Recordings of each webinar will be made available online.

Five Effective Models of Creative Youth Development Practice


Monday, April 24, 1 – 2:30pm ET
Register for this free webinar presented by the National Guild for Community Arts Education
In this dynamic “TED Talk-style” webinar, representatives of five exemplary creative youth development organizations will share how their programs are sparking young people’s creativity and building critical learning and life skills that carry into adulthood. Through short-form, energetic presentations by A Reason to Survive, Community MusicWorks, DAVA, Destiny Arts Center, and Harmony Project, you’ll learn about several, interrelated CYD practices including:

  • Integrating youth voice and leadership into core organizational structures and programs
  • Creating opportunities for young people to create a more just and equitable society
  • Establishing young people as key leaders in community development efforts
  • Preparing young people for transitions into college and careers
  • Supporting young people holistically

This showcase will send provide you and your team with inspiration and new ideas for how to create, develop, and advocate for successful creative youth development programs.

Presenters:
Matt D’Arrigo, Founder & CEO, A Reason to Survive (ARTS), National City, CA
Jon Hinojosa, Artistic & Executive Director, Say Si, San Antonio, TX
Susan Jenson, Director, DAVA, Aurora, CO
Chloe Kline, Education Director, Community MusicWorks, Providence, RI
Myka Miller, Executive Director, Harmony Project, Los Angeles, CA
Rashidi Omari, Teaching Artist & Co-Director of Destiny Youth Performance Company, Destiny Arts Center, Oakland, CA
Program Alumni

Youth Development in the Arts, Sciences, and Humanities


Thursday, April 27, 4 – 5:30pm ET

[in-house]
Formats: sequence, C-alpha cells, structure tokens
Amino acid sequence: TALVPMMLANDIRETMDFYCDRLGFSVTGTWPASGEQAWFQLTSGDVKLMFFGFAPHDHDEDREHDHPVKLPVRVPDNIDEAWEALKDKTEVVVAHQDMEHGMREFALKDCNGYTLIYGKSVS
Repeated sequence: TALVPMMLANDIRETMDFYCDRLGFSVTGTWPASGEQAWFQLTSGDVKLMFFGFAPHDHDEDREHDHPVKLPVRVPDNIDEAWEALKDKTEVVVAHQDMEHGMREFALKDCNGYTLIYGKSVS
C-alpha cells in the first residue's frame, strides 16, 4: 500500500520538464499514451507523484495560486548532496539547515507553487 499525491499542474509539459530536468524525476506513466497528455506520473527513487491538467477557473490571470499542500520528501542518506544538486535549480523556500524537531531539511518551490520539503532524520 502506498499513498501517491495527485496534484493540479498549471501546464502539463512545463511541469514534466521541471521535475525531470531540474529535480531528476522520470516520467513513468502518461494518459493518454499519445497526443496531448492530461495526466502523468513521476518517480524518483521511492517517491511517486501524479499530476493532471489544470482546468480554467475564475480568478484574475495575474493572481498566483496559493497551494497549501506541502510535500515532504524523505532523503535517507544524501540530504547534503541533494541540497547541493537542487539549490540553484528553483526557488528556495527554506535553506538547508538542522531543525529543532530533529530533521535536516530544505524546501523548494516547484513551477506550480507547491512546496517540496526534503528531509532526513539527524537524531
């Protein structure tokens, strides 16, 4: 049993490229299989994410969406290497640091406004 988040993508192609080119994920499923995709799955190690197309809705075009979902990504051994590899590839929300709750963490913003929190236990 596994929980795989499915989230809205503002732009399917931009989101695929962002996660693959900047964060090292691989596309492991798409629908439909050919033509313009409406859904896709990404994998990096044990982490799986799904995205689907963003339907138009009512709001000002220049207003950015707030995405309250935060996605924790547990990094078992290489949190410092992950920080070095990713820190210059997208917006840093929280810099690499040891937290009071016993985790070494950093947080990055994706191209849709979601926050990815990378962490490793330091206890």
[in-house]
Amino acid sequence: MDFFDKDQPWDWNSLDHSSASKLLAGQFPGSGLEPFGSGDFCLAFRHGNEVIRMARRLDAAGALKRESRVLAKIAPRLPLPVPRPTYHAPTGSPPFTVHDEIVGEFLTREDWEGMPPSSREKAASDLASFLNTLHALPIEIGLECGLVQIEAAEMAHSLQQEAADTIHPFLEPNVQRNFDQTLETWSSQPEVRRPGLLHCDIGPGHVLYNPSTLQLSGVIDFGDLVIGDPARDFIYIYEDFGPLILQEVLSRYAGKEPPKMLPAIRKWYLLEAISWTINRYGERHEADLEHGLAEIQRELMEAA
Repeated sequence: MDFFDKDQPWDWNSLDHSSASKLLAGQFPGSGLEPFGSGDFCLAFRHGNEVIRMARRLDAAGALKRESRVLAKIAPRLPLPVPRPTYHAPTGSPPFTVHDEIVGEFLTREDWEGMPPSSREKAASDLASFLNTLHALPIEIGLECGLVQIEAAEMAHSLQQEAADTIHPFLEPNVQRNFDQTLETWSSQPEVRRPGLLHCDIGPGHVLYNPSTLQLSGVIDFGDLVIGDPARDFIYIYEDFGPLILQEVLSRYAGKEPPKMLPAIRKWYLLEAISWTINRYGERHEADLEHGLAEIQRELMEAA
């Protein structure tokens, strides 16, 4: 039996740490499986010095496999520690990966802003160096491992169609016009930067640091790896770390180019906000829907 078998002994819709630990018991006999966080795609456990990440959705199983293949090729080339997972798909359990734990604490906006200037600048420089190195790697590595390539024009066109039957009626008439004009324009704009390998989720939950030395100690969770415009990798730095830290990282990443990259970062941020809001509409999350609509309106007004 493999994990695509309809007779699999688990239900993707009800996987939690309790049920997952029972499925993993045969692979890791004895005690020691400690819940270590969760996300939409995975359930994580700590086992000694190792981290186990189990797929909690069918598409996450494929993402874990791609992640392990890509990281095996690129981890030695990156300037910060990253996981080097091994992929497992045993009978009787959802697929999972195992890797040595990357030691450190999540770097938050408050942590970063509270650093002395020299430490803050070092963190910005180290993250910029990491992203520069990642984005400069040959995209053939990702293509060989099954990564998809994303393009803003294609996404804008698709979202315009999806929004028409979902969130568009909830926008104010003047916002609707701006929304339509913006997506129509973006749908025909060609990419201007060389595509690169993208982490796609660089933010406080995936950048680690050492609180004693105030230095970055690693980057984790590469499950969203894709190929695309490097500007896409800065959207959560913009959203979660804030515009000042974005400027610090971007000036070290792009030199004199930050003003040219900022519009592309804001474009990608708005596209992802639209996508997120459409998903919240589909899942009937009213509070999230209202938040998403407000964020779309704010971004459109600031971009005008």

Register for this free webinar presented by Massachusetts Cultural Council
This webinar is designed to increase the knowledge of a youth development approach as it applies to quality arts learning using examples, theory, and frameworks for integrating youth development practice into arts programs. The webinar will provide a definition of positive youth outcomes and the youth development approach in addition to examining levels of youth participation in arts, science, and humanities based programs. Finally, the webinar will provide an introduction to the Boston Youth Arts Evaluation Project framework for designing, evaluating, and reflecting on youth development as an essential component of high quality creative youth development programming.

Presenters:
Eryn Johnson, Executive Director, Community Art Center, Cambridge, MA
Laurie Jo Wallace, Director of Training and Capacity Building, Health Resources in Action, Boston, MA

Recorded Webinars

Creative Youth Development: What’s in a Name?


Watch the recorded webinar presented by the National Guild for Community Arts Education
Creative Youth Development (CYD) intentionally integrates learning in the arts, humanities, and sciences with youth development principles. In CYD programs, young people create work and apply their creative skills to solve problems, shape their lives and build the world in which they want to live. The 2014 National Summit for CYD generated new focus and energy in CYD, catalyzing collective action (e.g., CYD National Partnership, Alliance for Creative Youth Development). Through case study examples, discussion, and student work, we’ll explore what it means to create and sustain programs for youth through this framework.

Presenters:
Nicole Amri, Program Director, Say Si, San Antonio, TX
Karen LaShelle, Executive Director, Creative Action, Austin, TX
Denise Montgomery, Director, Creative Youth Development National Initiative
Youth Artists from Creative Action and Say Si

Juvenile Justice & Workforce Development Leaders Discuss CYD

Last week the Creative Youth Development National Partnership hosted a panel of cross-sector leaders at the Armory Center for the Arts in Pasadena, California to discuss creative youth development and cross-sector partnerships. Panelists included:

Cynthia Campoy Brophy, Executive Director at artworxLA and member of the National Guild for Community Arts Education’s CYD Steering Committee, moderated the discussion.

Approximately 50 CYD practitioners and stakeholders from Southern California attended the session. The purpose of the panel was for the CYD field to hear from cross-sector about their areas of focus and motivations in order to better understand how CYD might partner across sectors as well as to be inspired by the CYD cross-sector work happening in the Los Angeles region.

Sainz and Johnson shared their experiences working with and on behalf of young people facing adversity. Both leaders championed creative youth development as a powerful and effective way to connect with young people and engage them in activities and programs that can alter the fundamental trajectories of their lives.